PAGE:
Edited by Michael R. Redclift and Graham Woodgate
Chapter 6: Environment and developing countries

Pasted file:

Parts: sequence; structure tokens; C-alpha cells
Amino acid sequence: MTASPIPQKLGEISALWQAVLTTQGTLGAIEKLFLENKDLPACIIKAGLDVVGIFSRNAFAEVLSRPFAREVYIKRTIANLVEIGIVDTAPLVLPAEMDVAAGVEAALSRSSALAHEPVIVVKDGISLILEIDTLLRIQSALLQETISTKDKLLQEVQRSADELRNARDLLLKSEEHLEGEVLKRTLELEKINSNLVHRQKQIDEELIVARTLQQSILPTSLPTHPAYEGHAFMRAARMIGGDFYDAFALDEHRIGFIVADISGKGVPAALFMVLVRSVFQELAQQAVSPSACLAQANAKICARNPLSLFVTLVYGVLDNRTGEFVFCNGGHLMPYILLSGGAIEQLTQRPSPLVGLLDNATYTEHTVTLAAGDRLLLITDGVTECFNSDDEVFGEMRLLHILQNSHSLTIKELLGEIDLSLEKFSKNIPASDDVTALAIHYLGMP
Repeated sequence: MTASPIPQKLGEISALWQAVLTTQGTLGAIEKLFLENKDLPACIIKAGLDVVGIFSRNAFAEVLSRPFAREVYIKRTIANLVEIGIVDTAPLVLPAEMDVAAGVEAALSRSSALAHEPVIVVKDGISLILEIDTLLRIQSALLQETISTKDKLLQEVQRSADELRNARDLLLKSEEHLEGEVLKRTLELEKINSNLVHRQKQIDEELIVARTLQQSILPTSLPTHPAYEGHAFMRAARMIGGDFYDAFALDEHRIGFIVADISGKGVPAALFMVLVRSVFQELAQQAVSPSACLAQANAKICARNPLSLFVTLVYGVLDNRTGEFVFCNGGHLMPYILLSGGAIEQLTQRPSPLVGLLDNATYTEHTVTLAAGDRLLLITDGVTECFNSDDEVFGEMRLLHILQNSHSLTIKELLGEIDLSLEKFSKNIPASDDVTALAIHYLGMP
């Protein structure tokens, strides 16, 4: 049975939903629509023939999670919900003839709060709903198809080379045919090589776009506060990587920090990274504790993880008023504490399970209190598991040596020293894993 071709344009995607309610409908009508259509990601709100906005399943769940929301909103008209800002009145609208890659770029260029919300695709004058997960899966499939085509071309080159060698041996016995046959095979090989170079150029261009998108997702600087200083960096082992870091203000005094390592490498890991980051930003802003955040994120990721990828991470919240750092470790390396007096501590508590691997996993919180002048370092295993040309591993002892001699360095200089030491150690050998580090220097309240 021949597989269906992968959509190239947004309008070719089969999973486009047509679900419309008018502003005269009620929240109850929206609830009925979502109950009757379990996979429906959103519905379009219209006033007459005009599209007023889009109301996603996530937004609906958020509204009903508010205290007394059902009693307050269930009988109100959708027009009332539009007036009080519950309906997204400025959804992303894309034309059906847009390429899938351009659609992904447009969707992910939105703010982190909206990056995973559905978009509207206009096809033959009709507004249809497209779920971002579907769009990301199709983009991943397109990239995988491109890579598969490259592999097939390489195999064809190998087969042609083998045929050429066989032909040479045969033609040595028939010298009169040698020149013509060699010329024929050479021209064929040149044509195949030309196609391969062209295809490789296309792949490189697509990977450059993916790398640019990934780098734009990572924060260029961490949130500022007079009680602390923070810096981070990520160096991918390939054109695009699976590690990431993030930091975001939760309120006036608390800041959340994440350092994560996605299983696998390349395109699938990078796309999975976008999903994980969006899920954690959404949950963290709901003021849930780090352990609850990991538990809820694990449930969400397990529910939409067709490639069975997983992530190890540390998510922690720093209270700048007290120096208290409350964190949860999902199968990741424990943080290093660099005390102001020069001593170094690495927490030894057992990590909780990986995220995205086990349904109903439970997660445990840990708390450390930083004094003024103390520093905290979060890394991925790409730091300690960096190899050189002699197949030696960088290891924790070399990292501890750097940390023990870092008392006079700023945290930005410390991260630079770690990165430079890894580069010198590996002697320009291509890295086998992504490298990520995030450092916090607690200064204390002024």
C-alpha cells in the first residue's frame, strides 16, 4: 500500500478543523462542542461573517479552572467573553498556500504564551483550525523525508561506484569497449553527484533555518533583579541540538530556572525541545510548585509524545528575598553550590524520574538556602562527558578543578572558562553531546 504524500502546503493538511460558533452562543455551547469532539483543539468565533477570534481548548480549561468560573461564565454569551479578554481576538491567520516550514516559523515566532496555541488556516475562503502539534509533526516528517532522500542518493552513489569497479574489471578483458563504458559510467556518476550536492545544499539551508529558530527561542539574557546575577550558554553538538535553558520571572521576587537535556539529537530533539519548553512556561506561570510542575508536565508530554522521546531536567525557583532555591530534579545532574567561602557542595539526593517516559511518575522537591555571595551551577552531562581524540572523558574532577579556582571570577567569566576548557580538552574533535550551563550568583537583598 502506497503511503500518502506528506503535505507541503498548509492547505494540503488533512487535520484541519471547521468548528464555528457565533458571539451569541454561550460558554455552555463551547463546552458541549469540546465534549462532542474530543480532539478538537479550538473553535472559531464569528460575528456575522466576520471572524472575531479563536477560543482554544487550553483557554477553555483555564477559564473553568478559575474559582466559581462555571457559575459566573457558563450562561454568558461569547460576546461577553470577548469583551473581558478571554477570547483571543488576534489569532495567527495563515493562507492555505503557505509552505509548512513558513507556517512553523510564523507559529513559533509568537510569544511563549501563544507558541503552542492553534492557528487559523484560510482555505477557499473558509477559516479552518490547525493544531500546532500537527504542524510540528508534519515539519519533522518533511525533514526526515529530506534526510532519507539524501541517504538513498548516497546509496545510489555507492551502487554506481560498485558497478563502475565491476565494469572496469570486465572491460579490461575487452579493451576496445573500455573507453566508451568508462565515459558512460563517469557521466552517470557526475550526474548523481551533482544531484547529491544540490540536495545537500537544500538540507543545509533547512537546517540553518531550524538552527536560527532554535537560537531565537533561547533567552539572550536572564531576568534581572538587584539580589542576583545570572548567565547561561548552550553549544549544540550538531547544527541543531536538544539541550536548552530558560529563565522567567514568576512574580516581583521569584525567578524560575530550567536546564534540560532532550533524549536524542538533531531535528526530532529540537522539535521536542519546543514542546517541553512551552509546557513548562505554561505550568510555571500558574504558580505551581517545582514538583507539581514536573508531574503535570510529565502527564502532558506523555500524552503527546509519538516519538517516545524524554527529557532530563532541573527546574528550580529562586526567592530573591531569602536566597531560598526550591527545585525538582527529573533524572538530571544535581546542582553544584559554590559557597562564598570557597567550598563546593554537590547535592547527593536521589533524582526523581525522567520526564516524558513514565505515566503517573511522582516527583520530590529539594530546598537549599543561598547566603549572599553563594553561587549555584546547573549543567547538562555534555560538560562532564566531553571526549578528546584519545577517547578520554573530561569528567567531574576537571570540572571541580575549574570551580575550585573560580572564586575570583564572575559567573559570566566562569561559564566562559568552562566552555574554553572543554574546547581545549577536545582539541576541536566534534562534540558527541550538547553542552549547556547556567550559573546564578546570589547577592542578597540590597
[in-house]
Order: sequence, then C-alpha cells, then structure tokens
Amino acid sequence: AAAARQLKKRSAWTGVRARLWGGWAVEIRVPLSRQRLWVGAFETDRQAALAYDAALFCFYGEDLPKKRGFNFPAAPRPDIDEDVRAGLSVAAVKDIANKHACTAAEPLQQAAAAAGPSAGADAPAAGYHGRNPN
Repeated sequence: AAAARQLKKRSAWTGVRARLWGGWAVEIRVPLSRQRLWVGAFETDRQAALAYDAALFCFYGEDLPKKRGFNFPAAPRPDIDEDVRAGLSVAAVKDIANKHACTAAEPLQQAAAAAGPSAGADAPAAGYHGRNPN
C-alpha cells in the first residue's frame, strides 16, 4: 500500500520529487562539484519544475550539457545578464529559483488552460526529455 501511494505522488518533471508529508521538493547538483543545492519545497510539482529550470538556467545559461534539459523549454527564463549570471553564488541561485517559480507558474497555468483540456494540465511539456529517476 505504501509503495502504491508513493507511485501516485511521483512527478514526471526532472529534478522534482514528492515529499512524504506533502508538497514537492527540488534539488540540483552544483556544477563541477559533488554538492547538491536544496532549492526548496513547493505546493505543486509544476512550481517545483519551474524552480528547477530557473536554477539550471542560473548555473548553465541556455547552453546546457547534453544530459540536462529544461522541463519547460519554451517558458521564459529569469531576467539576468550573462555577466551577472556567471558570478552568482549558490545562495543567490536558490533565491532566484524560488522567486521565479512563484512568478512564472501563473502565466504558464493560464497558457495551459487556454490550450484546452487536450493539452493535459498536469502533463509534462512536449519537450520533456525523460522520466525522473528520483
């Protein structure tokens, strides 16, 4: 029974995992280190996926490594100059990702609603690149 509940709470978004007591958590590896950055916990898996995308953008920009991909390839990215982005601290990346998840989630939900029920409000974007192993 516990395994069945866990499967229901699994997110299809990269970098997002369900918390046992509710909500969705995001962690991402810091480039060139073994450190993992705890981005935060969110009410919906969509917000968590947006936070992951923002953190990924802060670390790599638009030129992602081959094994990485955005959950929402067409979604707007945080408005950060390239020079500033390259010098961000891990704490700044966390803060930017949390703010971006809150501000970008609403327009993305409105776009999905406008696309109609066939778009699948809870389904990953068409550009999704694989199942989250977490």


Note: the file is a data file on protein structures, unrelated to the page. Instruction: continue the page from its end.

Bernhard Glaeser INTRODUCTION Development theories traditionally ask how a structural order can be produced and how it was produced historically in any given society or in a set of societies. Socially, this process refers to institution building in the civic society, politically to nation building and economically to market building. Usually, these theories do not take into account how societies relate to and interact with nature. Interaction with nature refers to socioeconomic input variables such as matter and energy just as to the corresponding output variables such as waste and heat dissipation. To modernize or not to modernize is the theoretical core emphasis in all of the explanatory or justifying attempts dealing with development: either the industrializing process is considered to be a valid and viable strategy (theories of modernization) or the contrary is true owing to power structures inherent in world capitalism (theories of dependency). The frame of reference is usually the historical process of development in the northern halves of the European and American continents. The recent notion of the world society’s ecological sustainability engenders questions concerning its compatability with economic competition on the world market (cf. Altvater, 1992: 398; 1996a: 90). THE INTERNATIONAL SYSTEM VERSUS AUTONOMOUS DEVELOPMENT CONCEPTS Interestingly, some of the ideas relating to western dominance in world development, as spelled out later by the protagonists of dependency theory, can be found as early as 1927 in an article written by R.D. McKenzie (1927: 28-42) who is often referred to as a founding father of environmental...
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